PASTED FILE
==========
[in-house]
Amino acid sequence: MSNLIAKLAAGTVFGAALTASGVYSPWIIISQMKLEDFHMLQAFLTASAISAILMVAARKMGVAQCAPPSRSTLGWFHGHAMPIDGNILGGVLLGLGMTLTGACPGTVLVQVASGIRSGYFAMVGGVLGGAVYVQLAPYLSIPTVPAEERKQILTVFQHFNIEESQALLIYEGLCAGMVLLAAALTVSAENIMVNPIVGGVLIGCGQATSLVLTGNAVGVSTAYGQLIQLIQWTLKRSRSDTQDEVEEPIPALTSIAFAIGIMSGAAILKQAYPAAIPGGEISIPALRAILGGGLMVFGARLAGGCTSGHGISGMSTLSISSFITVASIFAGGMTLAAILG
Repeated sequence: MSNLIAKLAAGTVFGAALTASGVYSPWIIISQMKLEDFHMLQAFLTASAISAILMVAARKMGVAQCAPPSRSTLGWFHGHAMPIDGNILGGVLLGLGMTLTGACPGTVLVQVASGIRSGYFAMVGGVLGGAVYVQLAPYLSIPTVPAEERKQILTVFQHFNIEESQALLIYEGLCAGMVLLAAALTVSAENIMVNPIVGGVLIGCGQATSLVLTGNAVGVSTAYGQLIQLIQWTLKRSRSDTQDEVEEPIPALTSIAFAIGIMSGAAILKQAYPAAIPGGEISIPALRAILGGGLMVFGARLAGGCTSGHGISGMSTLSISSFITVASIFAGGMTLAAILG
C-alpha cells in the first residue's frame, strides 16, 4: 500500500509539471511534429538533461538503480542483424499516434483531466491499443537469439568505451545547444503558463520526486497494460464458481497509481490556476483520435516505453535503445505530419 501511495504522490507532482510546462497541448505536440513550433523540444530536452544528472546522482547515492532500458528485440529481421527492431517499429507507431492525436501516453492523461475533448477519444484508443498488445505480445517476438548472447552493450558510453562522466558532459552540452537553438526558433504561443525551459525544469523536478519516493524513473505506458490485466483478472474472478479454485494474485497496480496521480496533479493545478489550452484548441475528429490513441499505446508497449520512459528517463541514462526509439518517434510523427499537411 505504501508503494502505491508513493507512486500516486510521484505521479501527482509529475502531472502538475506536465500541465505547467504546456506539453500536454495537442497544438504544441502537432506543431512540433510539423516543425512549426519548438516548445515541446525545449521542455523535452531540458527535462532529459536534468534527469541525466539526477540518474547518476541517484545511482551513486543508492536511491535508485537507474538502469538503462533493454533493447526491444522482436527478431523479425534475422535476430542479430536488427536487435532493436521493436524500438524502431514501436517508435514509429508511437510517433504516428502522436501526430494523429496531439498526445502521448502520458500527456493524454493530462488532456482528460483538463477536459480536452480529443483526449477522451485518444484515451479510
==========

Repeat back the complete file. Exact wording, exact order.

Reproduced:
[in-house]
Amino acid sequence: MSNLIAKLAAGTVFGAALTASGVYSPWIIISQMKLEDFHMLQAFLTASAISAILMVAARKMGVAQCAPPSRSTLGWFHGHAMPIDGNILGGVLLGLGMTLTGACPGTVLVQVASGIRSGYFAMVGGVLGGAVYVQLAPYLSIPTVPAEERKQILTVFQHFNIEESQALLIYEGLCAGMVLLAAALTVSAENIMVNPIVGGVLIGCGQATSLVLTGNAVGVSTAYGQLIQLIQWTLKRSRSDTQDEVEEPIPALTSIAFAIGIMSGAAILKQAYPAAIPGGEISIPALRAILGGGLMVFGARLAGGCTSGHGISGMSTLSISSFITVASIFAGGMTLAAILG
Repeated sequence: MSNLIAKLAAGTVFGAALTASGVYSPWIIISQMKLEDFHMLQAFLTASAISAILMVAARKMGVAQCAPPSRSTLGWFHGHAMPIDGNILGGVLLGLGMTLTGACPGTVLVQVASGIRSGYFAMVGGVLGGAVYVQLAPYLSIPTVPAEERKQILTVFQHFNIEESQALLIYEGLCAGMVLLAAALTVSAENIMVNPIVGGVLIGCGQATSLVLTGNAVGVSTAYGQLIQLIQWTLKRSRSDTQDEVEEPIPALTSIAFAIGIMSGAAILKQAYPAAIPGGEISIPALRAILGGGLMVFGARLAGGCTSGHGISGMSTLSISSFITVASIFAGGMTLAAILG
C-alpha cells in the first residue's frame, strides 16, 4: 500500500509539471511534429538533461538503480542483424499516434483531466491499443537469439568505451545547444503558463520526486497494460464458481497509481490556476483520435516505453535503445505530419 501511495504522490507532482510546462497541448505536440513550433523540444530536452544528472546522482547515492532500458528485440529481421527492431517499429507507431492525436501516453492523461475533448477519444484508443498488445505480445517476438548472447552493450558510453562522466558532459552540452537553438526558433504561443525551459525544469523536478519516493524513473505506458490485466483478472474472478479454485494474485497496480496521480496533479493545478489550452484548441475528429490513441499505446508497449520512459528517463541514462526509439518517434510523427499537411 505504501508503494502505491508513493507512486500516486510521484505521479501527482509529475502531472502538475506536465500541465505547467504546456506539453500536454495537442497544438504544441502537432506543431512540433510539423516543425512549426519548438516548445515541446525545449521542455523535452531540458527535462532529459536534468534527469541525466539526477540518474547518476541517484545511482551513486543508492536511491535508485537507474538502469538503462533493454533493447526491444522482436527478431523479425534475422535476430542479430536488427536487435532493436521493436524500438524502431514501436517508435514509429508511437510517433504516428502522436501526430494523429496531439498526445502521448502520458500527456493524454493530462488532456482528460483538463477536459480536452480529443483526449477522451485518444484515451479510